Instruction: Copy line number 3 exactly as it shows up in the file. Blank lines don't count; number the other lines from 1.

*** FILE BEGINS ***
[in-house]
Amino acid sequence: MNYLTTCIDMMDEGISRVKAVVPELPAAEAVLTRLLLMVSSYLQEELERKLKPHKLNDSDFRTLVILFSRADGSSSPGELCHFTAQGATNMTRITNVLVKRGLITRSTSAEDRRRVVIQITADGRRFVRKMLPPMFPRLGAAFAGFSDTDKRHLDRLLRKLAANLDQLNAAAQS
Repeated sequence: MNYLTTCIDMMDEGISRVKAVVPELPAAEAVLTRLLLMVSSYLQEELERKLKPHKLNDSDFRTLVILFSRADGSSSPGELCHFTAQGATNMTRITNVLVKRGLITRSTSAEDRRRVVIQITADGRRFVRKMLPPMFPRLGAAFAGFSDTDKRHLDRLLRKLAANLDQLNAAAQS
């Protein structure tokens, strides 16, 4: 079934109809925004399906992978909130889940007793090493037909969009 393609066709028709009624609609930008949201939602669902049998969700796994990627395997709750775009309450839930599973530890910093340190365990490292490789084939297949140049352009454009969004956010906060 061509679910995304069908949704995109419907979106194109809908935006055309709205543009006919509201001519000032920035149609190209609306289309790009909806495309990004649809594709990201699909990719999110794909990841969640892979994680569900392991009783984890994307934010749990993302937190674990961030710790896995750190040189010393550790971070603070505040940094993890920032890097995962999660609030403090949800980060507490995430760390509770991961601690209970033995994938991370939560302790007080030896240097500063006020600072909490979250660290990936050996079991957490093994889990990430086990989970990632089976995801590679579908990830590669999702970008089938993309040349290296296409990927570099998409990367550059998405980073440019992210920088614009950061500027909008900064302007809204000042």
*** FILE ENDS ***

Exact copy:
Repeated sequence: MNYLTTCIDMMDEGISRVKAVVPELPAAEAVLTRLLLMVSSYLQEELERKLKPHKLNDSDFRTLVILFSRADGSSSPGELCHFTAQGATNMTRITNVLVKRGLITRSTSAEDRRRVVIQITADGRRFVRKMLPPMFPRLGAAFAGFSDTDKRHLDRLLRKLAANLDQLNAAAQS